“Attorneys are trained to scrupulously document information when conducting internal investigations, including taking and preserving contemporaneous notes of witness interviews,” the court wrote in a ten-page opinion. “In the past, Gibson Dunn has done exactly that.”

But not for Bridgegate. Judge Wigenton chided the firm for “intentionally changing its approach in this investigation.” In particular, the affidavit of Gibson Dunn partner Alexander Southwell confirmed, “[W[itness interviews were summarized electronically by one attorney and then edited electronically into a single electronic file.”

The judge described the significance of that technique: “The practical effect of this unorthodox approach was to assure that contemporaneous notes of the witness interviews and draft summaries would not be preserved. Rather, they would be overwritten during the creation of the revised and edited final summary.”

Noting that the firm didn’t delete or shred documents, the judge observed that “the process of overwriting their witness notes and drafts of the summaries had the same effect.”

“This was a clever tactic,” Judge Wigenton continued, “but when public investigations are involved, straightforward lawyering is superior to calculated strategy. The taxpayers of the State of New Jersey paid Gibson Dunn millions of dollars to conduct a transparent and thorough investigation. What they got instead was opacity and gamesmanship.”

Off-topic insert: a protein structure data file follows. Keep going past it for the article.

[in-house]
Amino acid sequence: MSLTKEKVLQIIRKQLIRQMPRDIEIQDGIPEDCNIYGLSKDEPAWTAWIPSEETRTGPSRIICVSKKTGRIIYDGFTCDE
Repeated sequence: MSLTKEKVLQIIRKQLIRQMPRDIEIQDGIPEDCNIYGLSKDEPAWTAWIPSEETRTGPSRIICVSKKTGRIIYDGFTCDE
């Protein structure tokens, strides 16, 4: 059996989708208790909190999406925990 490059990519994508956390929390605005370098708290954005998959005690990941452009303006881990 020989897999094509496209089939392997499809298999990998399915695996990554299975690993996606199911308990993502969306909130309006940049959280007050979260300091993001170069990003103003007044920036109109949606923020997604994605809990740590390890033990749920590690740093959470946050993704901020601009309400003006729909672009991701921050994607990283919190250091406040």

Gibson Dunn argued that defendants’ underlying motion was a “fishing expedition” and “a waste of time and judicial resources.” Defendants were “targeting a law firm’s work product, already knowing that most of what they seek does not exist…”

Nevertheless, what the court characterized as gamesmanship worked. The firm had no documents to produce, so the court granted Gibson Dunn’s motion to quash.

One More Thing…

The latest twist in the Bridgegate tale involves Debra Wong Yang, whom President George W. Bush appointed as U.S. attorney for the central district of California in 2002. In November 2006, Yang left the bench to become a partner at Gibson Dunn & Crutcher. The firm’s website notes that she works out of the Los Angeles office and has served as a member of the firm’s executive and management committees.